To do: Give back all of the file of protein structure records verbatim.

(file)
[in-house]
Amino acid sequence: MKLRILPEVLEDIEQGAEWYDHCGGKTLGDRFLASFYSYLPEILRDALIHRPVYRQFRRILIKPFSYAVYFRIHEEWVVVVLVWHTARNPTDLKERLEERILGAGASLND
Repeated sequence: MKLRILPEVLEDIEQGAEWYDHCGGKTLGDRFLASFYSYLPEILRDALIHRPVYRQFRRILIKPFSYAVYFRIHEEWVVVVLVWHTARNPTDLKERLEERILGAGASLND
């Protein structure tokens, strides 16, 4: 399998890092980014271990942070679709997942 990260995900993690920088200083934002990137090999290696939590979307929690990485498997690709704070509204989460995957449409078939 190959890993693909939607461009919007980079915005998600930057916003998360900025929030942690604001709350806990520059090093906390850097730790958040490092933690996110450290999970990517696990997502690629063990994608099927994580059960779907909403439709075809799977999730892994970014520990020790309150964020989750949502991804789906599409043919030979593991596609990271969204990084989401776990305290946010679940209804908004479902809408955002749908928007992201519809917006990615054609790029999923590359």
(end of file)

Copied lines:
[in-house]
Amino acid sequence: MKLRILPEVLEDIEQGAEWYDHCGGKTLGDRFLASFYSYLPEILRDALIHRPVYRQFRRILIKPFSYAVYFRIHEEWVVVVLVWHTARNPTDLKERLEERILGAGASLND
Repeated sequence: MKLRILPEVLEDIEQGAEWYDHCGGKTLGDRFLASFYSYLPEILRDALIHRPVYRQFRRILIKPFSYAVYFRIHEEWVVVVLVWHTARNPTDLKERLEERILGAGASLND
């Protein structure tokens, strides 16, 4: 399998890092980014271990942070679709997942 990260995900993690920088200083934002990137090999290696939590979307929690990485498997690709704070509204989460995957449409078939 190959890993693909939607461009919007980079915005998600930057916003998360900025929030942690604001709350806990520059090093906390850097730790958040490092933690996110450290999970990517696990997502690629063990994608099927994580059960779907909403439709075809799977999730892994970014520990020790309150964020989750949502991804789906599409043919030979593991596609990271969204990084989401776990305290946010679940209804908004479902809408955002749908928007992201519809917006990615054609790029999923590359």